Electronic – Low side N-Mosfet buck converter

buckdc/dc convertermosfetswitching-regulator

I often see schematics of basic buck converters. The majority of these schematics use a P-Mosfet as high side switch.

Why is this design preferred over a low side, N-Mosfet buck converter?


simulate this circuit – Schematic created using CircuitLab

Would this design work?
The load is a 12V Fan, 3.6W
The Mosfet would be driven directly from the microcontroller in PWM, 5V logic, 32 Khz carrier frequency.

Best Answer

Yes, that works.

The advantage is that the low side switch is easier to control, since its input is ground-referenced.

The downside is that the load is not ground referenced. If you are sure you have a floating load, then this is a very valid thing to do. I usually drive solenoids with a similar circuit, for example. This topology also works if the load is the primary of the transformer in a flyback switcher.

For example, here is a snippet of a schematic I'm currently working on. The product is a piece of industrial equipment.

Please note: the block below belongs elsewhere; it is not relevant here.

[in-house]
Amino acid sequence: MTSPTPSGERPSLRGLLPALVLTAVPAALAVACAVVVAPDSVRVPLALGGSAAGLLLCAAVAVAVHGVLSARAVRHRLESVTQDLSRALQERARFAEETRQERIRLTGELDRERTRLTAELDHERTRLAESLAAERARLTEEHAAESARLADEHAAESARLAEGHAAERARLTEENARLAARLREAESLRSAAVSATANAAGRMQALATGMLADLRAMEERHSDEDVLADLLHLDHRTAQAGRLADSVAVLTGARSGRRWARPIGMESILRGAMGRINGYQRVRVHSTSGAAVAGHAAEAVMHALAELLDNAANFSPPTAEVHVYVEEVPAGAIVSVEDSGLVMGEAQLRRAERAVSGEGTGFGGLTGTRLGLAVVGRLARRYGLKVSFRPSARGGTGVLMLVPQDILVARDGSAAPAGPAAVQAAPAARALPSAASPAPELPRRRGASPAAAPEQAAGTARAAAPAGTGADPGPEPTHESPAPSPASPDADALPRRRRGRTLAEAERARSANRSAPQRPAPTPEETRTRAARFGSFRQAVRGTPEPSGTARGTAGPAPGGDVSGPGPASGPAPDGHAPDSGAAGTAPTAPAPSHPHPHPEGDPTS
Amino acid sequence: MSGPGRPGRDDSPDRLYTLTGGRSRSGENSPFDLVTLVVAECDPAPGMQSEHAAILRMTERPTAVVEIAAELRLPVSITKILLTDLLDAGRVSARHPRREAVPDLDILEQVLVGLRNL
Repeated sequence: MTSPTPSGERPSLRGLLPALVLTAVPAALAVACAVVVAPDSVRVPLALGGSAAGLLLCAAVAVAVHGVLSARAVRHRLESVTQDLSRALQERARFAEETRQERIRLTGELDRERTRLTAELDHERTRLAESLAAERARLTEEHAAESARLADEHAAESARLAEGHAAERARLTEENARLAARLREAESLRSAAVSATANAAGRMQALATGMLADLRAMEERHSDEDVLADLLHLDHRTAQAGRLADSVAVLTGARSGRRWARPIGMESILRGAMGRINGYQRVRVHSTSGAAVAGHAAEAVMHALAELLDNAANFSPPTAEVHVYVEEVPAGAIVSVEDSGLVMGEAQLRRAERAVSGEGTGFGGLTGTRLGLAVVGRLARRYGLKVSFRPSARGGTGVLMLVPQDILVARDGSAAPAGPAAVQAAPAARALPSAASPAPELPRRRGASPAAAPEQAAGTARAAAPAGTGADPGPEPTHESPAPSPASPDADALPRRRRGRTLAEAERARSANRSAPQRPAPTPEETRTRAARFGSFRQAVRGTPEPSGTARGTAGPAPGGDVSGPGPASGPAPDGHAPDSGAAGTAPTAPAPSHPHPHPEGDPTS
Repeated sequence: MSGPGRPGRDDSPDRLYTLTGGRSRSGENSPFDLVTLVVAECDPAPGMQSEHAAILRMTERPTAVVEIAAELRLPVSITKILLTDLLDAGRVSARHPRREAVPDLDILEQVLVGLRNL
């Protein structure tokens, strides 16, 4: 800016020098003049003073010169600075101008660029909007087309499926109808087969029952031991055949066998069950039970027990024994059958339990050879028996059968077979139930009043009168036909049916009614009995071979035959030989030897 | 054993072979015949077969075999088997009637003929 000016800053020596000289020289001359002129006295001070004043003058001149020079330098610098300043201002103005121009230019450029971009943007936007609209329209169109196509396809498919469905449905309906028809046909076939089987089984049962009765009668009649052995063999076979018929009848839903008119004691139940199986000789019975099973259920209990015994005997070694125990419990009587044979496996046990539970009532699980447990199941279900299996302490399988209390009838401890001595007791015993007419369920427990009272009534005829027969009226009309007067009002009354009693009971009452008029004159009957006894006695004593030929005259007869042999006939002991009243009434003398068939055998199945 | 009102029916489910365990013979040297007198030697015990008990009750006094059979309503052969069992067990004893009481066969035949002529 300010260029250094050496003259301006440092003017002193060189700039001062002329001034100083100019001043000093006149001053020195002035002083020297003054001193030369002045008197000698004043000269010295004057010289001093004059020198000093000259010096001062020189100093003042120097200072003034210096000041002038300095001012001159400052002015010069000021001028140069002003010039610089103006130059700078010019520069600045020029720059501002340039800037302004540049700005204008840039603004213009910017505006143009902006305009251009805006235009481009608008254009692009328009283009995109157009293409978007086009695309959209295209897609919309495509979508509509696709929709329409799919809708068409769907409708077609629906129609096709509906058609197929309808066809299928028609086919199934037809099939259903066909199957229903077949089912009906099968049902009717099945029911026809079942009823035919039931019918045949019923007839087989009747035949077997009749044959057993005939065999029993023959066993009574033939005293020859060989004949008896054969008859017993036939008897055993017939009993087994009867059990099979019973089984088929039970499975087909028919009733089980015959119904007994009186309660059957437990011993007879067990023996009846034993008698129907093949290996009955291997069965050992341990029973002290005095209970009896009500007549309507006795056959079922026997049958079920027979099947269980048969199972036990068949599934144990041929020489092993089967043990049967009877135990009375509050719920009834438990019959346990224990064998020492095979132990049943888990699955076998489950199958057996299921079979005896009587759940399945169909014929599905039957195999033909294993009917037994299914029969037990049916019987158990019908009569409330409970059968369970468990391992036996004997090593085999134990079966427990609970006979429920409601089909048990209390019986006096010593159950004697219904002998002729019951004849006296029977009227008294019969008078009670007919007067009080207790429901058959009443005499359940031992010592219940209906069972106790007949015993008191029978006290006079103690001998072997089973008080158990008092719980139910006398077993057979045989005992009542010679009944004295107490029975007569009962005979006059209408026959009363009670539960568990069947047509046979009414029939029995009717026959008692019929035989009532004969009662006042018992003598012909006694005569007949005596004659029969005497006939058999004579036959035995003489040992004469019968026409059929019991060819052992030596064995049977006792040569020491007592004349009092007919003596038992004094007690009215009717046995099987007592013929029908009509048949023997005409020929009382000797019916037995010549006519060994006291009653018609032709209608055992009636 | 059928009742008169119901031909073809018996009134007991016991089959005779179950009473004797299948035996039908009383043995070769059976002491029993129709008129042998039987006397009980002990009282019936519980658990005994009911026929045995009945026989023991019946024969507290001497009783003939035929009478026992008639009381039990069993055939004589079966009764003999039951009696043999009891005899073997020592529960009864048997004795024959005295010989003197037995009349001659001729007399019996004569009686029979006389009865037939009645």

Note that you can flip the inductor and the load. That fixes one side of the load to the positive supply, which reduces the common mode voltage swing of the load.

In this case, I added a deliberate inductor, even though the load is sufficiently inductive to smooth out the individual pulses. The reason for L6 and C30 is to filter the voltage swings on the SolValve- wire. Without these two components, that wire would carry the full switching pulses. That would cause a lot of RF emissions.

Note the Schottky diode to catch the flyback current pulses. Schottky diodes are good for this as long as the voltage isn't too high. 24 V is well within the range where a Schottky diode makes sense.

You might wonder why I'm worried about pulses when the solenoid being driven is rated for 24 V, and that's also the available supply voltage. I could just turn on Q6 to turn on the solenoid valve. However, that takes a lot of power. I plan to turn on Q6 for about 500 ms to initially activate the solenoid, then fall back to a lower average current by using PWM. The PWM duty cycle will be chosen to ensure the holding current thru the solenoid, as opposed to the initial activation current. Many relays and solenoids are specified to require less current (or voltage) to keep them activated than it takes to initially activate them.

The main advantage of this topology is how it's easy to control the low side switch. In this case, the VALVE signal is coming directly from a 0 to 3.3 V microcontroller digital output. This particular FET is rated for 37 mΩ maximum on-resistance with 2.5 V gate drive. At 285 mA, it will only dissipate 3 mW. That's not enough for you to notice the temperature increase by touching it with a finger.